Walking Dead creators sue AMC over profits

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The co-creators and producers of the hit cable TV series “The Walking Dead” and “Fear the Walking Dead” have filed suit against AMC over the network’s calculation of profits in a case that could change the definition of “Hollywood accounting.”

The zombie series’ co-creator Robert Kirkman and producers Gale Anne Hurd, Glen Mazzara and David Alpert filed suit Monday against AMC Entities and related companies, claiming in the complaint the studio and network “exploited their vertically integrated structure to combine both the production and exhibition of TWD, which allowed AMC to keep the lion’s share of the series’ enormous profits for itself and not share it with the plaintiffs, as required by their contracts. Plaintiffs and the other talent behind TWD are the ones whose work to create, write and produce the series has brought it huge success, but the fruits of that success have not been shared as they should be.”

The lawsuit follows a similar accounting suit by another co-creator of the series, Frank Darabont, which has now reached the summary judgment phase, according to the Hollywood Reporter. He is suing for $280 million, and the potential damages in the new lawsuit could reach as high as $1 billion.

In the complaint, they noted that “The Walking Dead” is owned by AMC Studios and airs on the AMC Network, which are both owned by the same parent company. They pointed out that “The Walking Dead” is the most successful cable TV series in history, and for most of its run on the AMC Network has been the highest rated program in the 18-49 demographic on both broadcast and cable TV, rivaled only by “Sunday Night Football.” The series premiered in 2010 and the spinoff, “Fear the Walking Dead,” debuted in 2015.

In its contracts with the series co-creators and producers, according to the complaint, AMC Studios agreed, if the series was successful, to pay them a share of the profits based on a percentage of the “modified adjusted gross receipts,” or MAGR. But while the two series have been extremely successful, AMC hasn’t met its contractual obligations, according to the complaint. The plaintiffs claim that AMC engaged in self-dealing in related-party transactions. “The measure of profit, for the purposes of profit participation in the series, is typically realized at the production company level—if the production company makes a profit, it has to share it with the participants—the conglomerate can keep all the profits for itself,” said the complaint. “As a consequence, when the production company and the network are part of the same conglomerate, as AMC Studios and AMC Network are here, there is a powerful financial incentive to keep the lion’s share of the profit at the network level and not pay a fair-market-value license fee to the production company—thereby depriving profit participants, like Plaintiffs, of their fair share of the series’ profits.”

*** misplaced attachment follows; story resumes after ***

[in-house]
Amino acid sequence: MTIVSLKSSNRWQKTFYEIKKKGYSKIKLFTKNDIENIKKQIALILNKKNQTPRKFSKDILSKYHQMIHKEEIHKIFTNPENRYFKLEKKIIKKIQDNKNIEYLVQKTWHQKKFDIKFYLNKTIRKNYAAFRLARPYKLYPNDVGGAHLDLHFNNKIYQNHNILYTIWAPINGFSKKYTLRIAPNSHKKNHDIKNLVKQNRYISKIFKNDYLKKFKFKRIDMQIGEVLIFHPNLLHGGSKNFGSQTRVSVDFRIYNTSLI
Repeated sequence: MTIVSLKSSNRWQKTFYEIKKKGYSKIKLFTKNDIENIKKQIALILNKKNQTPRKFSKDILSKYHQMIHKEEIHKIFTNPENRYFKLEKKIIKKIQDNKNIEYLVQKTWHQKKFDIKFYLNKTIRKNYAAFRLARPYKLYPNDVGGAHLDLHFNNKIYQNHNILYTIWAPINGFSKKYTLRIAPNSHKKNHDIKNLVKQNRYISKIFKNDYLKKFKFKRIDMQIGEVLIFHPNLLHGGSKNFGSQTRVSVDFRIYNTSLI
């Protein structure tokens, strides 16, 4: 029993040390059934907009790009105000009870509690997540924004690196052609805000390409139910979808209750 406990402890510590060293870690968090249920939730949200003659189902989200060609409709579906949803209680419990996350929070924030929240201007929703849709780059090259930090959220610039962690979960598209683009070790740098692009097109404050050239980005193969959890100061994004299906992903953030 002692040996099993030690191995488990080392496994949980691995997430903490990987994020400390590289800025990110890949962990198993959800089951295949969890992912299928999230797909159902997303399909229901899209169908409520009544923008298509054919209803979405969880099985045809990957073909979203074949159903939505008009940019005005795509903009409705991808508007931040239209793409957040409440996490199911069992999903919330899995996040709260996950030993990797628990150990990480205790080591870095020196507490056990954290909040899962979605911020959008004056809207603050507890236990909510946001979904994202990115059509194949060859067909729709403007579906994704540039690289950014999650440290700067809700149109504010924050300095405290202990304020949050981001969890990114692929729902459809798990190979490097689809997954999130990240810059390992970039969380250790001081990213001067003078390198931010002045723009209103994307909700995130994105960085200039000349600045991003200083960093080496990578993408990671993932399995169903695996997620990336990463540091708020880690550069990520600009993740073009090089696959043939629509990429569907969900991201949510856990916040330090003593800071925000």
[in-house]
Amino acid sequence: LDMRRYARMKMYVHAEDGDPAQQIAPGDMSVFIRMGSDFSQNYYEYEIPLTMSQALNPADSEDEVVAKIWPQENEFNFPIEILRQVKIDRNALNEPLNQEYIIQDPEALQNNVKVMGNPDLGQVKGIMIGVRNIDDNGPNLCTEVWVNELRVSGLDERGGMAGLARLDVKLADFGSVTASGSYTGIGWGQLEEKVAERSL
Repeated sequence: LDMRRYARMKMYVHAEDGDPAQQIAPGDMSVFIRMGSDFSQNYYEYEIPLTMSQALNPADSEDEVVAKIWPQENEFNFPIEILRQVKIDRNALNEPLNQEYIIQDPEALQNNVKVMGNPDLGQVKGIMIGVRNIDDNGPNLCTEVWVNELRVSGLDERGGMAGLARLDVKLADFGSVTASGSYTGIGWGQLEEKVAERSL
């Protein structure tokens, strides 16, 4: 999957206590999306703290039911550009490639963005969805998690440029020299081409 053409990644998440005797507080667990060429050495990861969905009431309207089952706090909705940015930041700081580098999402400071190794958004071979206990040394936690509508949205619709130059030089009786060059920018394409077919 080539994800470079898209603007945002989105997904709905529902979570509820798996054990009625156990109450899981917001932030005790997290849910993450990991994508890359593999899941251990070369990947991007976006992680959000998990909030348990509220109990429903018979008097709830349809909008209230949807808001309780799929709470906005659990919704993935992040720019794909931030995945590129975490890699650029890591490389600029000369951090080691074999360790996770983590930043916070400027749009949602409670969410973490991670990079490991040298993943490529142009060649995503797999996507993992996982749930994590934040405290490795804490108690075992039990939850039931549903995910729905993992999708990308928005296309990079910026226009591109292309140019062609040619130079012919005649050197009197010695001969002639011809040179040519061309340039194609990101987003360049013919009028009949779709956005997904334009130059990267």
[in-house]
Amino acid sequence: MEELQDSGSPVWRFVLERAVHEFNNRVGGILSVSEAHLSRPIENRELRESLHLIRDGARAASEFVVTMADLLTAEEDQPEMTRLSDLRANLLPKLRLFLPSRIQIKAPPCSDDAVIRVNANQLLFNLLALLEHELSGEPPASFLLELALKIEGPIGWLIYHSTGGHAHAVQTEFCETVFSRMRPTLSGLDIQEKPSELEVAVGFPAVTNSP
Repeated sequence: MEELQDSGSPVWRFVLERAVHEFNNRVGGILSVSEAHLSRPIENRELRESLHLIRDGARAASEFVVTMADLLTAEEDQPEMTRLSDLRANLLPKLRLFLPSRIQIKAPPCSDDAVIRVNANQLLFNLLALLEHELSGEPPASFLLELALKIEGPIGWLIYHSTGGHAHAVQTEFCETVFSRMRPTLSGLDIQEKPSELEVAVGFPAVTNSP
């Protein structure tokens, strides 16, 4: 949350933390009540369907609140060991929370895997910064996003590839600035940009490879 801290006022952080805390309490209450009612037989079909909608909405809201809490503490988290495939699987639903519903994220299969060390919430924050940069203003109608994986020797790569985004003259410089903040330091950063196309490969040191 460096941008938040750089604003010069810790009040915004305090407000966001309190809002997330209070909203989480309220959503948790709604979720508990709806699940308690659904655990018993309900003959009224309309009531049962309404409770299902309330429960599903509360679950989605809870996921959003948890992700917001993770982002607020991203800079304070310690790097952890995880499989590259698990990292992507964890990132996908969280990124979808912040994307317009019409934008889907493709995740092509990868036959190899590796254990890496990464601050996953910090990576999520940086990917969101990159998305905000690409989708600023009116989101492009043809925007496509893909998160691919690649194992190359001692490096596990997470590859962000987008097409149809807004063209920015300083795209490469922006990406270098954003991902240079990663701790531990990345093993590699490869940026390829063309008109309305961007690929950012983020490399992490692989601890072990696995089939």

AMC Networks defended its practices. “These kinds of lawsuits are fairly common in entertainment and they all have one thing in common—they follow success,” said a statement forwarded to Accounting Today by spokesperson Sarah Chaikin. “Virtually every studio that has had a successful show has been the target of litigation like this, and 'The Walking Dead' has been the #1 show on television for five years in a row, so this is no surprise. We have enormous respect and appreciation for these plaintiffs, and we will continue to work with them as partners, even as we vigorously defend against this baseless and predictably opportunistic lawsuit.”

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